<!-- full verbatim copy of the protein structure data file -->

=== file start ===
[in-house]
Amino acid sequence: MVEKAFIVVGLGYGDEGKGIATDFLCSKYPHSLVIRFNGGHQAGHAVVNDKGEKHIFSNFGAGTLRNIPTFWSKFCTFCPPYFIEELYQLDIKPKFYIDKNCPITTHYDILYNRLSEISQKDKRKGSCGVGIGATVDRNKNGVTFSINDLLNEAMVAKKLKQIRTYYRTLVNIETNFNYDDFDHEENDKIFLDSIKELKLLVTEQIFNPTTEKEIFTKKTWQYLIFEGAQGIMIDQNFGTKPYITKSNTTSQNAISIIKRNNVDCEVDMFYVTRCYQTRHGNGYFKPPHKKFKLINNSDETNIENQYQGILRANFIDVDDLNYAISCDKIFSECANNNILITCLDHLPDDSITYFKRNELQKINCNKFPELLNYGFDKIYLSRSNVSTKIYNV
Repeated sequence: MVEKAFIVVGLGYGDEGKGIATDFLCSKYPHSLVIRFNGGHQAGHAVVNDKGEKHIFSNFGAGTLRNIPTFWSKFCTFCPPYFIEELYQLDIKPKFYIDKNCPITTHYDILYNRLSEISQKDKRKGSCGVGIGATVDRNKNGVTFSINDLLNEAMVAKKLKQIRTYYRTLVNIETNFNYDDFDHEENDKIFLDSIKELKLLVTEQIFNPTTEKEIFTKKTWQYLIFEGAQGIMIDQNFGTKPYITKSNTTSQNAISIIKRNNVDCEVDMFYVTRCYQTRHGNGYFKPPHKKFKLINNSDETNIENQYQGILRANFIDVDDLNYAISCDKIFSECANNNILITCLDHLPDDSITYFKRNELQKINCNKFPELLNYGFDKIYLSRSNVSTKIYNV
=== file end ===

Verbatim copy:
[in-house]
Amino acid sequence: MVEKAFIVVGLGYGDEGKGIATDFLCSKYPHSLVIRFNGGHQAGHAVVNDKGEKHIFSNFGAGTLRNIPTFWSKFCTFCPPYFIEELYQLDIKPKFYIDKNCPITTHYDILYNRLSEISQKDKRKGSCGVGIGATVDRNKNGVTFSINDLLNEAMVAKKLKQIRTYYRTLVNIETNFNYDDFDHEENDKIFLDSIKELKLLVTEQIFNPTTEKEIFTKKTWQYLIFEGAQGIMIDQNFGTKPYITKSNTTSQNAISIIKRNNVDCEVDMFYVTRCYQTRHGNGYFKPPHKKFKLINNSDETNIENQYQGILRANFIDVDDLNYAISCDKIFSECANNNILITCLDHLPDDSITYFKRNELQKINCNKFPELLNYGFDKIYLSRSNVSTKIYNV
Repeated sequence: MVEKAFIVVGLGYGDEGKGIATDFLCSKYPHSLVIRFNGGHQAGHAVVNDKGEKHIFSNFGAGTLRNIPTFWSKFCTFCPPYFIEELYQLDIKPKFYIDKNCPITTHYDILYNRLSEISQKDKRKGSCGVGIGATVDRNKNGVTFSINDLLNEAMVAKKLKQIRTYYRTLVNIETNFNYDDFDHEENDKIFLDSIKELKLLVTEQIFNPTTEKEIFTKKTWQYLIFEGAQGIMIDQNFGTKPYITKSNTTSQNAISIIKRNNVDCEVDMFYVTRCYQTRHGNGYFKPPHKKFKLINNSDETNIENQYQGILRANFIDVDDLNYAISCDKIFSECANNNILITCLDHLPDDSITYFKRNELQKINCNKFPELLNYGFDKIYLSRSNVSTKIYNV